God takes our free will into account when dealing with us and our acts, for He uses it to create our deeds. Thus we are never victims of Destiny or wronged by Fate. However insignificant our free will is when compared with God’s creative acts, it is still the cause of our deeds. God makes large things out of minute particles, and creates many important results from simple means. For example, He makes a huge pine tree from a tiny seed, and uses our inclinations or free choice to prepare our eternal happiness or punishment.

To better understand our part, and that of our will power, in our acts and accomplishments, consider the food we consume. Without soil and water, air and the sun’s heat, none of which we can produce or create despite our advanced technology, we would have no food. We cannot produce a single seed of corn. We did not create our body and establish its relationship with food; we cannot even control a single part of our body. For example, if we had to wind our heart like a clock at a fixed time every morning, how long would we survive?

Obviously, almost all parts of the whole complex and harmonious universe, which is a most developed organism, work together according to the most delicate measures to produce a single morsel of food. Thus, the price of a single morsel is almost as much as the price of the whole universe. How can we possibly pay such a price, when our part in producing that morsel is utterly negligible, consisting of no more than our own effort?

Can we ever thank God enough for even a morsel of food? If only a picture of grapes were shown to us, could all of us work together and produce it? No. God nourishes us with His bounty, asking in return very little. For example, if He told us to perform 1,000 rak‘as (units) of prayer for a bushel of wheat, we would have to do so. If He sent a raindrop in return for one rak‘a, we would have to spend our whole lives praying. If you were left in the scorching heat of a desert, would you not give anything for a single glass of water?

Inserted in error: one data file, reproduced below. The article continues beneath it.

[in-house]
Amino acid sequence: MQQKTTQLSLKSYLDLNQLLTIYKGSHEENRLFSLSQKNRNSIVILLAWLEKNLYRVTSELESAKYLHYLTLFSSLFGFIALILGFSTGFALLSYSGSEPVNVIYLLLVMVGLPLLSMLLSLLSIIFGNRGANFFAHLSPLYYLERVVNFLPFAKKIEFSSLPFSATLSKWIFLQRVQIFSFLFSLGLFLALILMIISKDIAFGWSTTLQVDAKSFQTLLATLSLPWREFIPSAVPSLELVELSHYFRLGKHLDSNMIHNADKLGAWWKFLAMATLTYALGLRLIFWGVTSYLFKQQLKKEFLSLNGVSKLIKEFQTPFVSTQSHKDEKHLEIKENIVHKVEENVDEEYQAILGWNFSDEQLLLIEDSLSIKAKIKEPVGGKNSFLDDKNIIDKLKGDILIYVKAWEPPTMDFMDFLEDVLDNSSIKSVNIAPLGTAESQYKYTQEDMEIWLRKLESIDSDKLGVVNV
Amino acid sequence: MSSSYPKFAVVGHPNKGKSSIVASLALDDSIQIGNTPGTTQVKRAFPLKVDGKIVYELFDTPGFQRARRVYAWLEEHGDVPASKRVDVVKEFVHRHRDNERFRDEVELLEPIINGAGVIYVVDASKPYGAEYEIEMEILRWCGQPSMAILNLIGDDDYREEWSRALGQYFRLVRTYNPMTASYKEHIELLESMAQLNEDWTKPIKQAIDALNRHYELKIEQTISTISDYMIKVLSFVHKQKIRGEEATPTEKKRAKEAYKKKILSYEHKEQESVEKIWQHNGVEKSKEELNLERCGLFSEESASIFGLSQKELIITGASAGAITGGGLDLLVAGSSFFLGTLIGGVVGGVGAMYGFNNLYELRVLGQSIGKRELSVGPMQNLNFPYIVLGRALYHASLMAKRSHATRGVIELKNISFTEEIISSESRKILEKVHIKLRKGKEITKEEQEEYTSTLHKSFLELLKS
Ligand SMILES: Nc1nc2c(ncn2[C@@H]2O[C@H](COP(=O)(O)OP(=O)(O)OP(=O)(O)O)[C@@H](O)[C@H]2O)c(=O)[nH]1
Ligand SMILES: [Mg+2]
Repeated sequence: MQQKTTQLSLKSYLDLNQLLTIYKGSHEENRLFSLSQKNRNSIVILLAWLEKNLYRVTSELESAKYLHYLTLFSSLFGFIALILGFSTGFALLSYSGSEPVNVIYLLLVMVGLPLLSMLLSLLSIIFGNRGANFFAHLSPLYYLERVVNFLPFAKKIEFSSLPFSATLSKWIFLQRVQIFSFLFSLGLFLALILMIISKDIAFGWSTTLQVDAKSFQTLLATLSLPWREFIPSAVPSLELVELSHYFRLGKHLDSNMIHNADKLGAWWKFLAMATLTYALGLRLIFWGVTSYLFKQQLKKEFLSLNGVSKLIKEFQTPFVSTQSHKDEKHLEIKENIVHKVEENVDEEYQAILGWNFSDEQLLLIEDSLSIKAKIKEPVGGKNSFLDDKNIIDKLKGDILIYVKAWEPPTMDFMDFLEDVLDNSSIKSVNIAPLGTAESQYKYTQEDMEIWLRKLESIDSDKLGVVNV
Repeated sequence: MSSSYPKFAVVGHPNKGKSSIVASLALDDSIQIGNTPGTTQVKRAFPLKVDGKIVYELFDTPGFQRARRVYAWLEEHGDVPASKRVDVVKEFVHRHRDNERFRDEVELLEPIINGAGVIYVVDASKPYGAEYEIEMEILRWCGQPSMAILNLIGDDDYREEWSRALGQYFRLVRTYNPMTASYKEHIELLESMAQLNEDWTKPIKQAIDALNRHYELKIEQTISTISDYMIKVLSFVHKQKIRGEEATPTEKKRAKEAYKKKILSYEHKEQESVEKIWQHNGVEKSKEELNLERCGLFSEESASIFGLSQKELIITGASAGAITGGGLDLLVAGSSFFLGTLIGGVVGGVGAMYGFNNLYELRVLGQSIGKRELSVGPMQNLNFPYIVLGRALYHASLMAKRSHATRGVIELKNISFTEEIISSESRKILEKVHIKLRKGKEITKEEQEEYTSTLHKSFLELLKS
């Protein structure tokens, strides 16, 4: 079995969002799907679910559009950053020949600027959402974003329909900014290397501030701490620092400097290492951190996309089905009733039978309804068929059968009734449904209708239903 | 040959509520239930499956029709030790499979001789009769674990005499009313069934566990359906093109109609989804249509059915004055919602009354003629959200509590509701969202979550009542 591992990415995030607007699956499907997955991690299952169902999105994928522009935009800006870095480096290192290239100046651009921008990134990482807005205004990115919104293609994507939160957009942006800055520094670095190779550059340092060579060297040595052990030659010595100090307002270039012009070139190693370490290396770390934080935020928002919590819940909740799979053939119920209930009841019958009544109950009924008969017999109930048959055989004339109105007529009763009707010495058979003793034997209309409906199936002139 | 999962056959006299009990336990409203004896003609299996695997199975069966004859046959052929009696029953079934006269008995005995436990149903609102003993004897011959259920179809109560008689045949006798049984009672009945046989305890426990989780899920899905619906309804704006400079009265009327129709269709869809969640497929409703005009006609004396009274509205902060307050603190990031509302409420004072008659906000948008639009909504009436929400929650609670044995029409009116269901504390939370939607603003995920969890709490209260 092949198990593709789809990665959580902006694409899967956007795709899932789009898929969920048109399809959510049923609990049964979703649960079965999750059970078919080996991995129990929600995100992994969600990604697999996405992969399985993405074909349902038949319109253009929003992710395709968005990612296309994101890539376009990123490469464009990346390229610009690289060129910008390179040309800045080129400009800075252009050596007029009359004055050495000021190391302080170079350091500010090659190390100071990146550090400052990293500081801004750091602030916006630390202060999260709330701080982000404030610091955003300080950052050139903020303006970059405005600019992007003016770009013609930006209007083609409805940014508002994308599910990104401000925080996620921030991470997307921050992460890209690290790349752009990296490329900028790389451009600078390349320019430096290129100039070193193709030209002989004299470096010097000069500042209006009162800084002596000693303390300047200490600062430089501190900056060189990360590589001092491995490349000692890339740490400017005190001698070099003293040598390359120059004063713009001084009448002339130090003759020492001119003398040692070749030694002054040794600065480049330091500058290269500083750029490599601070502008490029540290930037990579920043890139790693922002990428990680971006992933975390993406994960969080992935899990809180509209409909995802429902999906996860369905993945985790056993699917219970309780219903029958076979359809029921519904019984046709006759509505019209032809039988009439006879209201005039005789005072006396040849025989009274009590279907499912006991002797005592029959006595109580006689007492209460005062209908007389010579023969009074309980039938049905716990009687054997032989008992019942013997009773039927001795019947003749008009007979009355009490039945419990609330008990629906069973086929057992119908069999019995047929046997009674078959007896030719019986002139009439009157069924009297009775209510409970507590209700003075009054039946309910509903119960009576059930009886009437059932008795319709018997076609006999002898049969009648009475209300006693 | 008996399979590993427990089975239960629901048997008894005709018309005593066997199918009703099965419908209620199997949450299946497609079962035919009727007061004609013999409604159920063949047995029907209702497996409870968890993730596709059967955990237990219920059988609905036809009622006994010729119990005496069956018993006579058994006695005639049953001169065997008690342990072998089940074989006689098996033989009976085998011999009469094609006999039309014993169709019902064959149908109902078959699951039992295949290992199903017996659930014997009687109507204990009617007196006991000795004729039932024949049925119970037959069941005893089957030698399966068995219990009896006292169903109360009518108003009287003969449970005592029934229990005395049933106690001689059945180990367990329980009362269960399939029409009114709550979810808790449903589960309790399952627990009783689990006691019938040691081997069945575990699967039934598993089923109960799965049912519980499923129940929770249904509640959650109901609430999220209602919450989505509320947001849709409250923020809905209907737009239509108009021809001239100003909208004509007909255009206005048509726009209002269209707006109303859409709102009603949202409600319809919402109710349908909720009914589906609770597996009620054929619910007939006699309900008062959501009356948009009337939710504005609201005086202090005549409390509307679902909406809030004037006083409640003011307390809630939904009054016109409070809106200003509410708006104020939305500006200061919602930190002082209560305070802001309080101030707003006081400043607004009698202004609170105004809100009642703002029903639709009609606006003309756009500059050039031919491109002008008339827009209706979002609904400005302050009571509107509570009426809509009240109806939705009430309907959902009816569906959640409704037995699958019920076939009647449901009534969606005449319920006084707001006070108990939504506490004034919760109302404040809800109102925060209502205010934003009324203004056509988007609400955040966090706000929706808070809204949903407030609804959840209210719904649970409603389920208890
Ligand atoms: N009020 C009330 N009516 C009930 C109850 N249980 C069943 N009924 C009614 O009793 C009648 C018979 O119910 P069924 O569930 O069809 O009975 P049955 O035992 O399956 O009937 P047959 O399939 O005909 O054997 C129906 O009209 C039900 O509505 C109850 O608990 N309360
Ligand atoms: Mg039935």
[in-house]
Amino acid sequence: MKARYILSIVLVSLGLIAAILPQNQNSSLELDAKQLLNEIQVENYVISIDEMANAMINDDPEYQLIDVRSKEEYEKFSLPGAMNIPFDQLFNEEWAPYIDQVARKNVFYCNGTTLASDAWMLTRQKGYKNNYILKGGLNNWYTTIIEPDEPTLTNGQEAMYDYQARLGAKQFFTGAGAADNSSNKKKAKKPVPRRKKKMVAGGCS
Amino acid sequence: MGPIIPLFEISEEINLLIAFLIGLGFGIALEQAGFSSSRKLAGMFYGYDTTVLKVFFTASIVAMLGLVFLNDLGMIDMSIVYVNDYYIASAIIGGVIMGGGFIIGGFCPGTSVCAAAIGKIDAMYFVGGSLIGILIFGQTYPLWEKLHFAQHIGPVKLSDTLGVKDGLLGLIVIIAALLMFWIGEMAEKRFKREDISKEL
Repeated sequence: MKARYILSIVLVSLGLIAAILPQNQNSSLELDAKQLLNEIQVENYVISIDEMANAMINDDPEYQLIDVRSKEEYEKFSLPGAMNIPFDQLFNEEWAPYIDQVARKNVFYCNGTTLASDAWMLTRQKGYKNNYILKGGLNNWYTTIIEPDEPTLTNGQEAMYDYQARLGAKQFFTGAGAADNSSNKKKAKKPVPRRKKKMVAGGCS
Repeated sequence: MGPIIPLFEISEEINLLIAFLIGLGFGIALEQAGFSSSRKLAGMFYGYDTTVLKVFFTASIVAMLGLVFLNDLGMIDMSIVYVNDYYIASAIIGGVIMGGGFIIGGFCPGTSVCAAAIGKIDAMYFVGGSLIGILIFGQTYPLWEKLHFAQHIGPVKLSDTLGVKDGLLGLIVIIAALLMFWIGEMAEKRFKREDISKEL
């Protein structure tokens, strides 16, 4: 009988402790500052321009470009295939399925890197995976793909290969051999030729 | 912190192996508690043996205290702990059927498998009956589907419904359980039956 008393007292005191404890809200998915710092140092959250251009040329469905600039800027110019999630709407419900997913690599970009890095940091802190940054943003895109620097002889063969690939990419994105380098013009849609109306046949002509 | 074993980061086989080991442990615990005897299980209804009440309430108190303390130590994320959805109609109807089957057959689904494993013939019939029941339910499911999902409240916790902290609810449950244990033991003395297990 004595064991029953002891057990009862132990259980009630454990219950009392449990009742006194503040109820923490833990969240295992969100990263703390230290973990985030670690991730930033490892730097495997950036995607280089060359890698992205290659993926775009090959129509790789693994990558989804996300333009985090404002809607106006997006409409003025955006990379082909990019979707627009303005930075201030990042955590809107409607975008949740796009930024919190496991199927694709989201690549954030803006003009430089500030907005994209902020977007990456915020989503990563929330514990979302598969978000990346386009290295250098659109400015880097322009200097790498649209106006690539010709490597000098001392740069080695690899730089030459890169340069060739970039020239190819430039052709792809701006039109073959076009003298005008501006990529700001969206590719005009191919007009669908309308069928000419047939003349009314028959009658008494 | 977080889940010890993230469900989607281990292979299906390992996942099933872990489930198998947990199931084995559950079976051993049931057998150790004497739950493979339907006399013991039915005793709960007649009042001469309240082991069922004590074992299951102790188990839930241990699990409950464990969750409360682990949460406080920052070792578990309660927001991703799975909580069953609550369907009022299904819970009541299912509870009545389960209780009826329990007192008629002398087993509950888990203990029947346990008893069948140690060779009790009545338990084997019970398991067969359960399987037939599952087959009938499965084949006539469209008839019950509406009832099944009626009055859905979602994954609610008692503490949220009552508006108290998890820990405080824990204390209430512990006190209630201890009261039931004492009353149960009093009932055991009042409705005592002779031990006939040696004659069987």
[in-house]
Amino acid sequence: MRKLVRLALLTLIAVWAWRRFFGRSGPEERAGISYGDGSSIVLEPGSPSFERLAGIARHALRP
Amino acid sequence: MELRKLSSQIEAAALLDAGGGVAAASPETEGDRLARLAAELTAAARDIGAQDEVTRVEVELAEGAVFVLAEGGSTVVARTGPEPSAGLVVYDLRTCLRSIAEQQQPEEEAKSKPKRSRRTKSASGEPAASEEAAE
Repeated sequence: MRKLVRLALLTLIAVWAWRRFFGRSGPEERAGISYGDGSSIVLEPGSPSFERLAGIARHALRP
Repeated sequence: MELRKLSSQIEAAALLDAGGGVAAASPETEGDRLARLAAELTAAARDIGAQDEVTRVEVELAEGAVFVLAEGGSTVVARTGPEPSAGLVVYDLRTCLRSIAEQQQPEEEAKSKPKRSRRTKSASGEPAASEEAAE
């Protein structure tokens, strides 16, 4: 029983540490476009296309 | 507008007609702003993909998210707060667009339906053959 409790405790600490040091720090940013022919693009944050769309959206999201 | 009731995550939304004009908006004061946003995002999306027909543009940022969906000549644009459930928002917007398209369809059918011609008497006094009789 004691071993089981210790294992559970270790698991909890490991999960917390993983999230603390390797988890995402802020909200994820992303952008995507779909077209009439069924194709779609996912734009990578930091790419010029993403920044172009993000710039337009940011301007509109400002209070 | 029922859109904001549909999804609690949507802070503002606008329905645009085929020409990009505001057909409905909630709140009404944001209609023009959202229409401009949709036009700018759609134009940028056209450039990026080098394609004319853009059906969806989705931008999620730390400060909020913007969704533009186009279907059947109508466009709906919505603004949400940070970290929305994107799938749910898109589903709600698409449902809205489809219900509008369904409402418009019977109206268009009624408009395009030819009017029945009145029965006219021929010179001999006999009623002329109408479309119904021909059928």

How can we thank Him enough for each bodily limb? When we see sick and crippled people in hospitals, or when we ourselves are ill, we understand how valuable good health is. But can we ever thank Him enough for this blessing? The worship God Almighty orders us to perform is, in fact, for our personal benefit and spiritual refinement, and well as for a good personal and collective life. Furthermore, if we believe in and worship God, He rewards us with infinite happiness and bounties in Paradise.

In sum: Almost everything we have is given to us for practically nothing, and our part in the bounty we enjoy here is therefore quite negligible. Similarly, our free will is equally negligible when compared with what God Almighty creates from our use of it. Despite our free will’s weakness and our own inability to really understand its true nature, God creates our actions according to the choices and decisions we make through it.


Is Islamic viewpoint of Destiny and human free will compatible with fatalism?


Most Western Orientalists accuse Islam of being fatalistic. Whereas, except a small sect-Jabriya-no one in the history of Islam has defended fatalism. Almost all the Western philosophies of history and, to some extent, Christianity with all its sects, are, by contrast, fatalistic and based on the irresistibility of what they call historical laws. The outlines of those philosophies of history may be summed up as follows:

Mankind are in a continuous progress towards the final happy end.

This progress depends on the fatalistic, irresistible laws of history which are completely independent of humanity, so humanity must, in any case, obey these laws, otherwise they are certain to be eliminated.

All the stages, primitive, feudal or capitalistic, through which mankind inevitably pass in the course of time to the final happy end should not be criticized, because mankind have nothing to do other than passing through them.

What is implied concerning the political conditions of time by all such philosophies of history may be this: The present socio-economic and even the political conditions of the world are inevitable, because they were dictated by nature, which decrees that only the able and the powerful can survive. If the laws of history dictated by nature are in favor of the West, the communities that choose to survive must concede to the dominion of the West.